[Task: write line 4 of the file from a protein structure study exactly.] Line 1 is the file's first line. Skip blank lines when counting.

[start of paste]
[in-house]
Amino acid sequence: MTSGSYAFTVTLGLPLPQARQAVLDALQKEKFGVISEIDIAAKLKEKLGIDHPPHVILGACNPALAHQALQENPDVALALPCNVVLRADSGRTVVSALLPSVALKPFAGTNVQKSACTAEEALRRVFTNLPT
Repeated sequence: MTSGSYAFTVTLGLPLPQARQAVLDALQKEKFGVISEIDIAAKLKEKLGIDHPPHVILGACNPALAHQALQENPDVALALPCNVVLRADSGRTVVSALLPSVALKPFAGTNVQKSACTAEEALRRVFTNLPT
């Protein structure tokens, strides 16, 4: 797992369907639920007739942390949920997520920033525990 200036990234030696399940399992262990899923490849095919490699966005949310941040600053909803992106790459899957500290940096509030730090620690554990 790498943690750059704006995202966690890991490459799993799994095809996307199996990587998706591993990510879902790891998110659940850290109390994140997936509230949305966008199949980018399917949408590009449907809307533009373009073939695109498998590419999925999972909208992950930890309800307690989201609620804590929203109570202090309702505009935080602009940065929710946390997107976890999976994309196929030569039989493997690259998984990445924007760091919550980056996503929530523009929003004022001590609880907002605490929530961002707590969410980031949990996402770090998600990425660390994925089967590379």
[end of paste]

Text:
């Protein structure tokens, strides 16, 4: 797992369907639920007739942390949920997520920033525990 200036990234030696399940399992262990899923490849095919490699966005949310941040600053909803992106790459899957500290940096509030730090620690554990 790498943690750059704006995202966690890991490459799993799994095809996307199996990587998706591993990510879902790891998110659940850290109390994140997936509230949305966008199949980018399917949408590009449907809307533009373009073939695109498998590419999925999972909208992950930890309800307690989201609620804590929203109570202090309702505009935080602009940065929710946390997107976890999976994309196929030569039989493997690259998984990445924007760091919550980056996503929530523009929003004022001590609880907002605490929530961002707590969410980031949990996402770090998600990425660390994925089967590379």